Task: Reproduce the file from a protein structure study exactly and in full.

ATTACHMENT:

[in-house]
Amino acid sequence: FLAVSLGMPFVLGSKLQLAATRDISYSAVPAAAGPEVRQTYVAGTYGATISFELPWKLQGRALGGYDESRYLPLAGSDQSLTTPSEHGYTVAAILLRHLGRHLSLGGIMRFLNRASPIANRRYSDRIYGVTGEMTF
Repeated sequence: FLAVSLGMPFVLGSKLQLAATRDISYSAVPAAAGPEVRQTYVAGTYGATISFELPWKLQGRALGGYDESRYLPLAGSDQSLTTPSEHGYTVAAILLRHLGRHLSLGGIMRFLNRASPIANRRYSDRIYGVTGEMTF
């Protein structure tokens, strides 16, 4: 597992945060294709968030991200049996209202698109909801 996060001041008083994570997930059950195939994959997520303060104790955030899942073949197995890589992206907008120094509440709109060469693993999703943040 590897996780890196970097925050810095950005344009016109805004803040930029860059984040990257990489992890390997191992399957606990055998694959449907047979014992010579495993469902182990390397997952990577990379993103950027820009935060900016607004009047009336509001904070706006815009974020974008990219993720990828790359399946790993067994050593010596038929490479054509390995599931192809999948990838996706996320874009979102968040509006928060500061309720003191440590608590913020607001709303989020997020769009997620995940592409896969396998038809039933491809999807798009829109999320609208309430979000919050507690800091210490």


[in-house]
Amino acid sequence: FLAVSLGMPFVLGSKLQLAATRDISYSAVPAAAGPEVRQTYVAGTYGATISFELPWKLQGRALGGYDESRYLPLAGSDQSLTTPSEHGYTVAAILLRHLGRHLSLGGIMRFLNRASPIANRRYSDRIYGVTGEMTF
Repeated sequence: FLAVSLGMPFVLGSKLQLAATRDISYSAVPAAAGPEVRQTYVAGTYGATISFELPWKLQGRALGGYDESRYLPLAGSDQSLTTPSEHGYTVAAILLRHLGRHLSLGGIMRFLNRASPIANRRYSDRIYGVTGEMTF
């Protein structure tokens, strides 16, 4: 597992945060294709968030991200049996209202698109909801 996060001041008083994570997930059950195939994959997520303060104790955030899942073949197995890589992206907008120094509440709109060469693993999703943040 590897996780890196970097925050810095950005344009016109805004803040930029860059984040990257990489992890390997191992399957606990055998694959449907047979014992010579495993469902182990390397997952990577990379993103950027820009935060900016607004009047009336509001904070706006815009974020974008990219993720990828790359399946790993067994050593010596038929490479054509390995599931192809999948990838996706996320874009979102968040509006928060500061309720003191440590608590913020607001709303989020997020769009997620995940592409896969396998038809039933491809999807798009829109999320609208309430979000919050507690800091210490």